By Nina Cherry
The music industry is, and always has been male-dominated, especially in jazz. The vast majority of jazz musicians in the canon are men. The genre was born in raunchy clubs that were considered to be unfit for a lady. Jazz is the ultimate boy’s club. There are a few prolific female vocalists that made their way into the canon such as Ella Fitzgerald, Sarah Vaughan, Nina Simone, and Billie Holiday, but the number of female instrumentalists that have received the recognition they deserve in the genre is even scarcer.
I didn’t realize how large the gap was until I started a unit on the jazz canon in one of my classes. I knew about plenty of female jazz vocalists, but I realized that I could not even name one female jazz instrumentalist. It turns out that UMKC’s Conservatory of Music and Dance has a total of one woman in the jazz studies program – a sizeable and very reputable program. But I couldn’t stop thinking about it – why are female jazz instrumentalists so underrepresented?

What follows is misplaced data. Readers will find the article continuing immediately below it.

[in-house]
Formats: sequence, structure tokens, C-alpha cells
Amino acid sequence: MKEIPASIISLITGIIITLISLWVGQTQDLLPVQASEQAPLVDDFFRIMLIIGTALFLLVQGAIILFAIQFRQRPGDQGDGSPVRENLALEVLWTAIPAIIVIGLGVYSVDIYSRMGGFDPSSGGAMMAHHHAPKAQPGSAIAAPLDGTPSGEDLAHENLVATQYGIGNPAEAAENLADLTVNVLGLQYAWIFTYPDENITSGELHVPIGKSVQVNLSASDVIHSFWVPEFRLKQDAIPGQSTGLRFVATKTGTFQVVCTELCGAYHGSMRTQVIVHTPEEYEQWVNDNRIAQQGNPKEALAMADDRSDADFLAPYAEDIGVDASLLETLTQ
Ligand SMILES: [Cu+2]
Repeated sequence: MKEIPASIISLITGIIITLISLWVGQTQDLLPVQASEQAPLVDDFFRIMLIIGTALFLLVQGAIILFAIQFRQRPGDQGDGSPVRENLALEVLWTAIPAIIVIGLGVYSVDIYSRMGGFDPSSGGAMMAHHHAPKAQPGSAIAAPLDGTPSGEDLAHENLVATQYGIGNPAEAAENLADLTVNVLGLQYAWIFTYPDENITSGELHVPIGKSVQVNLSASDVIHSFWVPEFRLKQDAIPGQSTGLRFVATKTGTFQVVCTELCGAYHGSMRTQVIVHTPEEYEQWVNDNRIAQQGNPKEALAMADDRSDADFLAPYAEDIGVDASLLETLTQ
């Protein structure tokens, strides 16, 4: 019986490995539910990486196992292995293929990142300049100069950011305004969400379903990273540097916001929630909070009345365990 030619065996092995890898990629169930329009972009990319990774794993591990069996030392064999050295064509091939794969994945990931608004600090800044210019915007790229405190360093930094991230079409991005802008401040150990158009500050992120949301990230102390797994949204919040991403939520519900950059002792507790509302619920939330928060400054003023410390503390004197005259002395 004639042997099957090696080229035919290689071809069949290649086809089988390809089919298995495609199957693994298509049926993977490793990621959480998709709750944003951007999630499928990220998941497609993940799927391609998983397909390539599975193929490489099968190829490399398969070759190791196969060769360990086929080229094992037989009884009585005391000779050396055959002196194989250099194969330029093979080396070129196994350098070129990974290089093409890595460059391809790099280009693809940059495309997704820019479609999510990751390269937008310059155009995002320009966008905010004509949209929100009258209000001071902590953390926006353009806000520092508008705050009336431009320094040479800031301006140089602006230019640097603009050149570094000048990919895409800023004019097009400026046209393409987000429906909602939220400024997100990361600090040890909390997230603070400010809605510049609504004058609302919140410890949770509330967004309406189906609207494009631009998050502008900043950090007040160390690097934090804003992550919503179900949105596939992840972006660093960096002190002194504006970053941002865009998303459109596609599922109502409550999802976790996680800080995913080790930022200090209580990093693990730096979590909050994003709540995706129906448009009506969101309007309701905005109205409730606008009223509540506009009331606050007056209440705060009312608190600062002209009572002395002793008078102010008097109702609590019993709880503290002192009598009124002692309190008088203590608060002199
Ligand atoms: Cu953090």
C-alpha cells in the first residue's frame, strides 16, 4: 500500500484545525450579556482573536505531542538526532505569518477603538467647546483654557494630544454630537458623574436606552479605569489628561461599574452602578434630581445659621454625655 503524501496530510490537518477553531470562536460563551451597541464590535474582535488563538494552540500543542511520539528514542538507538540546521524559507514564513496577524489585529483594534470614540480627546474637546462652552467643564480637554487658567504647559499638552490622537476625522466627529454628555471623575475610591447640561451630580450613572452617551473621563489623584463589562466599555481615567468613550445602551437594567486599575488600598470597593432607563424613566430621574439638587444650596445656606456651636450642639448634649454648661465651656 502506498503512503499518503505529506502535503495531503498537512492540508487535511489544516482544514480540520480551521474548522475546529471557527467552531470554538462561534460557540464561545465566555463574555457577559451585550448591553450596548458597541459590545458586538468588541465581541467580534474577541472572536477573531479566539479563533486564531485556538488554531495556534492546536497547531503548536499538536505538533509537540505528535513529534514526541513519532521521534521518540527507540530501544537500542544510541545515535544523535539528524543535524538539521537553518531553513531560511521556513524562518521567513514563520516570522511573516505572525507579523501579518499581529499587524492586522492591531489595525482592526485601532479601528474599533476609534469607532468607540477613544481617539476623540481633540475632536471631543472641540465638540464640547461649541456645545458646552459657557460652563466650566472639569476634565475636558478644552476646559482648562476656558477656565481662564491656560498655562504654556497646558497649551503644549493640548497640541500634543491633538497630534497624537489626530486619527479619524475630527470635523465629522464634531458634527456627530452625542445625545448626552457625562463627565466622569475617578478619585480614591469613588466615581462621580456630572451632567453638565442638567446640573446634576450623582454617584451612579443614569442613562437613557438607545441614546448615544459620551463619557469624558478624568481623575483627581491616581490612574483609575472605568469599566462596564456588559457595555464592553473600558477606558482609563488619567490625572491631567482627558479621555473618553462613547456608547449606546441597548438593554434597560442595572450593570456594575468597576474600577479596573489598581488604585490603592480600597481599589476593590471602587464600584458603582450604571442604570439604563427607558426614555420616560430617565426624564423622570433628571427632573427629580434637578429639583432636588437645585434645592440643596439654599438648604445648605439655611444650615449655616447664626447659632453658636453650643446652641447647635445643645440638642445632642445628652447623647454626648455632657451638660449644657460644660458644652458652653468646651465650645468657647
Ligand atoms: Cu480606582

A large part of jazz are the solos, and that’s how we are remembered as instrumentalists – that is our statement of expression and our time to show off. Aspects of jazz such as “trading fours” (definition: http://people.virginia.edu/~skd9r/MUSI212_new/materials/definitions2.html#tradingfours) are about asserting dominance on the bandstand – something often viewed as “masculine”. Improvisation and soloing are other major aspects of jazz which require leadership, so that role is almost always filled by a man.
Although there has been plenty of racial integration in the history of jazz, there remains a huge margin to be filled in terms of gender inclusion. I firmly believe that out of all of the genres of music, jazz has the furthest to go in terms of gender equity.
This is a fantastic article for more on this topic: http://theconversation.com/why-is-there-so-little-space-for-women-in-jazz-music-79181